3. Approval of the Minutes, meeting number 7, November 29, 2011
The minutes were approved as submitted.

4. Distance Education Changes and Financing
Vice Provost Tom Miller reported that the DE Strategic Task force met last spring.  He presented a PowerPoint on the outcome of the strategic planning process.  The membership consisted of one dean, five associate deans, two department heads, one Vice Provost and one DE Program Director.  They were given a charge to review three items:

Miller stated that when you look at the magnitude of distance education, it started very small and now it represents more than 10% of the total credit hours delivered by the university. 

In 1998-99 the Legislature changed entirely the way the university was funded for enrollment.  It went from FTE based model to student credit hour based model.

Miller stated that if you look at our population of the students that are taking online or DE courses, about two thirds of the population are on-campus degree seeking students and they are taking a combination of on-campus and DE courses. Most are undergraduate at about 89%, 10% graduate and about 1% agriculture institute. 

Charge #3:  Examine faculty compensation for DE instruction, with respect to in-load responsibilities. 

Miller reported that this was one where there was a lot of debate.  There was no consensus among the colleges and departments that were represented on the task force.  There were some who felt strongly that the online instruction should be done entirely in-load and there were others who felt that if it was done in-load it would kill our entire program.

NC State has a policy that is at odds with the UNC policy.  The policy should be consistent with the intent of the UNC policy which limits overloading teaching to course per term.  The committee made a generalized recommendation that total overload, whether it is teaching, other responsibilities, etc., should be limited to 25% of effort, not necessarily salary, and subject to the discretion of the department head.

Another item that came up in the discussion was we don’t really know when faculty are teaching DE, so we are working on providing reports to the faculty and to the administrators.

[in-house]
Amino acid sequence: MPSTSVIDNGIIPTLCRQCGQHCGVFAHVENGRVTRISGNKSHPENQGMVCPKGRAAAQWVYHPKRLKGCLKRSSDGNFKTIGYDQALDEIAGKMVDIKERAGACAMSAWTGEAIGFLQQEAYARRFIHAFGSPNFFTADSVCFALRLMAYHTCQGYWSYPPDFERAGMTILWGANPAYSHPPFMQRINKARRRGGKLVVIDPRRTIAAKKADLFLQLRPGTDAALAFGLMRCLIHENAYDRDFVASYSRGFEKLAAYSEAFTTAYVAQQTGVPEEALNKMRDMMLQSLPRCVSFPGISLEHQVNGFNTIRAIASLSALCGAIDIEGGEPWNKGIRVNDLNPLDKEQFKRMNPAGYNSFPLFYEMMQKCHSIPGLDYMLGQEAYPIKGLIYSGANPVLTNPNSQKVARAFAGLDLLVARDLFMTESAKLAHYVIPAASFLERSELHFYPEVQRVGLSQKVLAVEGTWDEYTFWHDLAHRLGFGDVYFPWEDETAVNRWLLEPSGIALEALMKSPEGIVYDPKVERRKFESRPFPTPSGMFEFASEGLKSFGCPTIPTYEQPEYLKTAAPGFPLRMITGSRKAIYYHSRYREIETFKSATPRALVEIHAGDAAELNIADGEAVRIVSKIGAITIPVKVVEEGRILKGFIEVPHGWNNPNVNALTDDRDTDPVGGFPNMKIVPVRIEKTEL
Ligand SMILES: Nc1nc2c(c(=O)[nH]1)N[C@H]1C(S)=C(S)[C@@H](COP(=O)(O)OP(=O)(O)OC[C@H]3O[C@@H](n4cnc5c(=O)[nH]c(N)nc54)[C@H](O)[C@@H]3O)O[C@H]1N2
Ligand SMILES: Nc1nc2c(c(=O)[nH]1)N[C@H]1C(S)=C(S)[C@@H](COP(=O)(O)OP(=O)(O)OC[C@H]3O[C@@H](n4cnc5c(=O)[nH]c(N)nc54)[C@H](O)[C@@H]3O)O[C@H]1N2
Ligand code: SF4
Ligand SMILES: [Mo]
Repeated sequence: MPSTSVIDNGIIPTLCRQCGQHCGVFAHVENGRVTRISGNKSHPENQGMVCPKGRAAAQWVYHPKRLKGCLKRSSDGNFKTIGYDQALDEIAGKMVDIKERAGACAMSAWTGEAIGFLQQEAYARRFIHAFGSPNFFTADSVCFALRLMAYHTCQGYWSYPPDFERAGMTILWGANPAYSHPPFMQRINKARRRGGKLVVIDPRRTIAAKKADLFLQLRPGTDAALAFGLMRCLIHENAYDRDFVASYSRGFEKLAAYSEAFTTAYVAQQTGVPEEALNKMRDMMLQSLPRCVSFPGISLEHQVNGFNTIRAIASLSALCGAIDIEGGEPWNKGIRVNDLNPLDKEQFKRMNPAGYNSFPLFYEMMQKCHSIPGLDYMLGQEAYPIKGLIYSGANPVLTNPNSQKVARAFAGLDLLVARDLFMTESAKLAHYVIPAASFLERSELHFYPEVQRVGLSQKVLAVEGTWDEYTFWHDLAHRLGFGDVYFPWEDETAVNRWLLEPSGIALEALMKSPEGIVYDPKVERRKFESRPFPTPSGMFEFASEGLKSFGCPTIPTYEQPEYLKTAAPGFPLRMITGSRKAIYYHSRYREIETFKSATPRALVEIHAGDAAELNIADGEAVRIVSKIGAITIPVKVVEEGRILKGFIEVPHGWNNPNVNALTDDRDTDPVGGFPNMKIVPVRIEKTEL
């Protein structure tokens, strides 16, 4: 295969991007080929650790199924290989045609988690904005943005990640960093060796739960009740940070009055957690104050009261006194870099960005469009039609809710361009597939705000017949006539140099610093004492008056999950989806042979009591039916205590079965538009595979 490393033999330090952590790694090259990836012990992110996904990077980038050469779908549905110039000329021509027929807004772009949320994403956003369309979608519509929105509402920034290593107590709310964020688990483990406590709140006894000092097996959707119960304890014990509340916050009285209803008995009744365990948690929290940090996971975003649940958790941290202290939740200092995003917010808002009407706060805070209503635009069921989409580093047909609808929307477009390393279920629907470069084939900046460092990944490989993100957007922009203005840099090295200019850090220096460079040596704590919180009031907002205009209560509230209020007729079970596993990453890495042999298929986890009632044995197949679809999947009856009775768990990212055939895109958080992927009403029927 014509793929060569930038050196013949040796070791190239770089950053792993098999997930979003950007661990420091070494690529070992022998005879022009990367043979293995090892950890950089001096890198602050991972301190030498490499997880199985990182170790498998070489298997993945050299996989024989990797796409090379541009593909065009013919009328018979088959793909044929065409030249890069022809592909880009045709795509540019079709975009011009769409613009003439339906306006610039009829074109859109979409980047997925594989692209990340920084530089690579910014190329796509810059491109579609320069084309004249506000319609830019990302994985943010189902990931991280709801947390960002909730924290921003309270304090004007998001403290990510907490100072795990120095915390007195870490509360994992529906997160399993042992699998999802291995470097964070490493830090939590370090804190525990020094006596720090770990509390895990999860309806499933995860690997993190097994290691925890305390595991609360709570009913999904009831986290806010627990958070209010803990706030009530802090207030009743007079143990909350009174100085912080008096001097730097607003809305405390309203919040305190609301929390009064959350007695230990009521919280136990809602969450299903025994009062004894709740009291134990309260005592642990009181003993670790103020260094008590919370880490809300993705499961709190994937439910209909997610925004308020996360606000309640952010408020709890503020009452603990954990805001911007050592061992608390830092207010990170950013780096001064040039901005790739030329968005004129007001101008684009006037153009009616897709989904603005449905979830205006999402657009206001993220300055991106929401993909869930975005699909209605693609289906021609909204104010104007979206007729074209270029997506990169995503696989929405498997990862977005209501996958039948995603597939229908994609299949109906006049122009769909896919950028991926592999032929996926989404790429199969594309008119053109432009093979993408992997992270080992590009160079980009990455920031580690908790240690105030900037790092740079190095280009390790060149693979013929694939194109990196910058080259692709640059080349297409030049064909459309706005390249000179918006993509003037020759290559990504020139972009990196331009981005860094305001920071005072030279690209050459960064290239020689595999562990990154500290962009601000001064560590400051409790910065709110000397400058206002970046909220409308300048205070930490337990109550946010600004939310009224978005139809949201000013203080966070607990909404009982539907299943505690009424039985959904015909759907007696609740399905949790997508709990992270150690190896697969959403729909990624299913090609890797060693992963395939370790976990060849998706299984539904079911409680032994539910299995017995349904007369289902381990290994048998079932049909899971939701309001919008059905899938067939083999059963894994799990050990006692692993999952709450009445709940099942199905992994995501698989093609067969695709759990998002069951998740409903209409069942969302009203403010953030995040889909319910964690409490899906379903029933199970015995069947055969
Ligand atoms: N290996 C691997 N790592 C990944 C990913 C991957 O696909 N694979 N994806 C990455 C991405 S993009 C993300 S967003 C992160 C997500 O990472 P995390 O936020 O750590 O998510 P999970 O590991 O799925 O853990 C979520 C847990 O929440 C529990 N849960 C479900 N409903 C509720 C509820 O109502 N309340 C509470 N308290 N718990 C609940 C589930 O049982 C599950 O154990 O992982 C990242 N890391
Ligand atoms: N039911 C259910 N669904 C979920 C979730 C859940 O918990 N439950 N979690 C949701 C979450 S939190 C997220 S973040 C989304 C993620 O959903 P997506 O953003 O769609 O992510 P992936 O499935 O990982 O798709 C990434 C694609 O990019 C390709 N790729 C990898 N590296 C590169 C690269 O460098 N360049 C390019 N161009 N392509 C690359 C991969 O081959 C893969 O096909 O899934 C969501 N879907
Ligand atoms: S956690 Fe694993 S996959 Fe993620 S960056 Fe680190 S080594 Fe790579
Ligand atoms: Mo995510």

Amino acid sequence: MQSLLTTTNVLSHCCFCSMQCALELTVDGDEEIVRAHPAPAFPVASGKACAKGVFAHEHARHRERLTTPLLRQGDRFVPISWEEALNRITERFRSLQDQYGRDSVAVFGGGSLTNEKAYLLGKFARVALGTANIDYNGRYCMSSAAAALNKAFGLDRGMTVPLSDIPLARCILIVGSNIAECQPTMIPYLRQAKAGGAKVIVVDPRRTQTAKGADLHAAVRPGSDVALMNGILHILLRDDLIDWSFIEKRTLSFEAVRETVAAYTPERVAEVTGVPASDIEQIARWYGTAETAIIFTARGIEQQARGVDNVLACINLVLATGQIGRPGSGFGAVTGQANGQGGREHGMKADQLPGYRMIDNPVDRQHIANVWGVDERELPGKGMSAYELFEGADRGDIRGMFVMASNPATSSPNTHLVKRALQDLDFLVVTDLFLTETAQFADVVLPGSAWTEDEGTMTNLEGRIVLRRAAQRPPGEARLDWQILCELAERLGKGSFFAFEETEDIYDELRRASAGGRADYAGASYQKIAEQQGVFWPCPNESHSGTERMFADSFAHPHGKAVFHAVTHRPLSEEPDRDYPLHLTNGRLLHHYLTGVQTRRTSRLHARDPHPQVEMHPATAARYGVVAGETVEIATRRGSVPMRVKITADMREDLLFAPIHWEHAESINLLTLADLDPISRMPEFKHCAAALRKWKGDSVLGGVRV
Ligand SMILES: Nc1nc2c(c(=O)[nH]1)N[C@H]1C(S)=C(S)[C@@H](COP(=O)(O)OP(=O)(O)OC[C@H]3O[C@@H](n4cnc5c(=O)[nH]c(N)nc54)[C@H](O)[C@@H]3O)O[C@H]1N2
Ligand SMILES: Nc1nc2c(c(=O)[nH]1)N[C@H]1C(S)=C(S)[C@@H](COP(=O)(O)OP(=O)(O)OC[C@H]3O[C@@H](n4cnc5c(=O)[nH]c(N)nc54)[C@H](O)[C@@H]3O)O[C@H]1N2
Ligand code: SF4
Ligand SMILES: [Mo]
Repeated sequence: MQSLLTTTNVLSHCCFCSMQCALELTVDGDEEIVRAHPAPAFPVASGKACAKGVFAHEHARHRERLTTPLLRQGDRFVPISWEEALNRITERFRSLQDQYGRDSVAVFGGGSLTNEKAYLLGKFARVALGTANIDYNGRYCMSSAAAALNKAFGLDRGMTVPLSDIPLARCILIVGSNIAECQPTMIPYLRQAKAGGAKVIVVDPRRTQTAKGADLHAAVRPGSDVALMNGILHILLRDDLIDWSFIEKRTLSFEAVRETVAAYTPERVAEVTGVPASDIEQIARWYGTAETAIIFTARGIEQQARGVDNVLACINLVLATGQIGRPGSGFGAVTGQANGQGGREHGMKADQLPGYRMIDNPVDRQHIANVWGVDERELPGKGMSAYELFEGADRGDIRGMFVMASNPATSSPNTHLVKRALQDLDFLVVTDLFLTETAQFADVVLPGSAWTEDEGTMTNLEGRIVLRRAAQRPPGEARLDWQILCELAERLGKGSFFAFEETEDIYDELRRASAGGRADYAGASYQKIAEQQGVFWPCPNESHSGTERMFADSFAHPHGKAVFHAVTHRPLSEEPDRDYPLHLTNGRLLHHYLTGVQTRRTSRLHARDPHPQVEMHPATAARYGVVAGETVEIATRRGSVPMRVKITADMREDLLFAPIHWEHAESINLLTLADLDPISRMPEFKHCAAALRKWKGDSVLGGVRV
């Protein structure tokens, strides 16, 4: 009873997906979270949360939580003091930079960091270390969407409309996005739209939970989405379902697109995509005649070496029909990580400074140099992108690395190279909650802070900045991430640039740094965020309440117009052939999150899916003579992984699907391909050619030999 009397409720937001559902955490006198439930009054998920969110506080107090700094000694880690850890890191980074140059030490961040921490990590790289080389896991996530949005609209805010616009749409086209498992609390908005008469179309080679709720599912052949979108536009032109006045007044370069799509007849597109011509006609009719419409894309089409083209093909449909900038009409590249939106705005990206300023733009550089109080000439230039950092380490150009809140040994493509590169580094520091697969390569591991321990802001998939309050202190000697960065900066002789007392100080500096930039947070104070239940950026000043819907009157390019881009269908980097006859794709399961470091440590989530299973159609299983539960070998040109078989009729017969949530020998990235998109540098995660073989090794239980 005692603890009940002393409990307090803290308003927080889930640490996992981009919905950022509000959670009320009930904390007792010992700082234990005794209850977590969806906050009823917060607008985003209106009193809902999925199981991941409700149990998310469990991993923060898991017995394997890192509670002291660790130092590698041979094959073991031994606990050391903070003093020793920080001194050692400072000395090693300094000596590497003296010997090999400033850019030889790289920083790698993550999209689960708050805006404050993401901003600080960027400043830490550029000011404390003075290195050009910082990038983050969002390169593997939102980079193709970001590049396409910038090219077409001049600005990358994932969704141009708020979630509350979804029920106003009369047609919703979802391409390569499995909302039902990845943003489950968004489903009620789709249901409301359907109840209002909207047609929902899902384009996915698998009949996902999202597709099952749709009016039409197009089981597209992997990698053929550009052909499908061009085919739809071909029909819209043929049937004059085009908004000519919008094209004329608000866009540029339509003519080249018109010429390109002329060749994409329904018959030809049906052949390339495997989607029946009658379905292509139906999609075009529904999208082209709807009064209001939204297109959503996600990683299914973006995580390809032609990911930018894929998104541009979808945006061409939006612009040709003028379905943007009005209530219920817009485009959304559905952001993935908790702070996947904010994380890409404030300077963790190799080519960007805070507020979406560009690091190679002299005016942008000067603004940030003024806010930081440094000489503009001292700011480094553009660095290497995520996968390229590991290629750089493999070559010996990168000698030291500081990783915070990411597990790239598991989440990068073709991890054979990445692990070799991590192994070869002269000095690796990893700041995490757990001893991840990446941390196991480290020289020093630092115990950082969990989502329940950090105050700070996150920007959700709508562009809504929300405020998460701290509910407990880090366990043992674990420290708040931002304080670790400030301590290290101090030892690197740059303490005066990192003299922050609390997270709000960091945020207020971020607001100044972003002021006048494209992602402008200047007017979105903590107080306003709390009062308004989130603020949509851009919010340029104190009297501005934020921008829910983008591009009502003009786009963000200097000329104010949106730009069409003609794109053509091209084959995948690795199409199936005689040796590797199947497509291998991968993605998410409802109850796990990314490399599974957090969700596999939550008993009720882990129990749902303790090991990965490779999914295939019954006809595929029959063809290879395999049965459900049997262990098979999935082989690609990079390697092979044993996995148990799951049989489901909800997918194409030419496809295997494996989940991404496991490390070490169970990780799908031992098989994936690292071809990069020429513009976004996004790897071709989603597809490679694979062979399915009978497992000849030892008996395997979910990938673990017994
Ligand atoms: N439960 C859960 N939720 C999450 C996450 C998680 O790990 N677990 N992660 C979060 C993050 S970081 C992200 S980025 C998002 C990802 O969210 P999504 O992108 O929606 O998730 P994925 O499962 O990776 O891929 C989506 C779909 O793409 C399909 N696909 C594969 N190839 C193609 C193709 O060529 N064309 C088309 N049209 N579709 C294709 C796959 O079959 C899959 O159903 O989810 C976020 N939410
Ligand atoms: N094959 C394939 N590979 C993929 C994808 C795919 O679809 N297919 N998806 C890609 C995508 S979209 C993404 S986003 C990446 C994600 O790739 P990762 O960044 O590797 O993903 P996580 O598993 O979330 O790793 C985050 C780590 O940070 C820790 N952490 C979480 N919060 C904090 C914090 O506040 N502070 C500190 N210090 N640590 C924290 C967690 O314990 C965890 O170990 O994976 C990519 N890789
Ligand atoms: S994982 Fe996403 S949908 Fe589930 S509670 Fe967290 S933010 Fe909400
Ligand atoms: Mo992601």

Charge #2:  Examine the flow of DE generated resources to colleges and departments with the goal of treating the distribution of both on-campus and DE generated funds similarly.

The task force recommends that the university adopt a formulaic model for enrollment increase resource allocation that moves more towards the model for DE resource allocation.

Senator Hatch asked whether department heads would decide how DE money that comes through the departments would be spent.

Miller responded, we haven’t worked out the details of how that might happen yet.  When we are talking about DE programs we have worked that out.  We worked it out in 2007 and basically that is money that comes into the college and it’s really up to the deans to determine what to do with it.

Senator Lunardi asked how the changes would impact international students.

Miller responded that with the change in the way tuition is going to be charged there is going to be a very fundamental change. For the most part the formula funding from the legislature for DE and on campus is identical.  They are both governed by the twelve cell matrix but there are some important differences related to non-resident students.   

Charge #1:  Examine our tuition model, with the goal of eliminating the penalty currently imposed when full time, on-campus students take additional hours by DE.

Miller reported, right now tuition is charged based on the course.  If it’s a distance education course, tuition is charged by the distance education formula which is a per-credit hour formula, and this is a legislative mandate, it is not a choice.  Distance education is charged by the credit hour whereas on campus instruction is based on an FTE model.  Back in 1998-99 when they went from an FTE model to an credit hour model, there was an expectation that every credit hour would be charged tuition and that has never happened and there is good reason for it not to happen because it would change a lot of things, but they did mandate that distance education would be charged on a per credit hour basis with a specific formula.  You take the annual tuition for undergraduates divided by 29.6 and that is what you charge per credit hour.  You take the annual tuition for graduate students divided by 20.4 and that is what you charge for a graduate credit hour.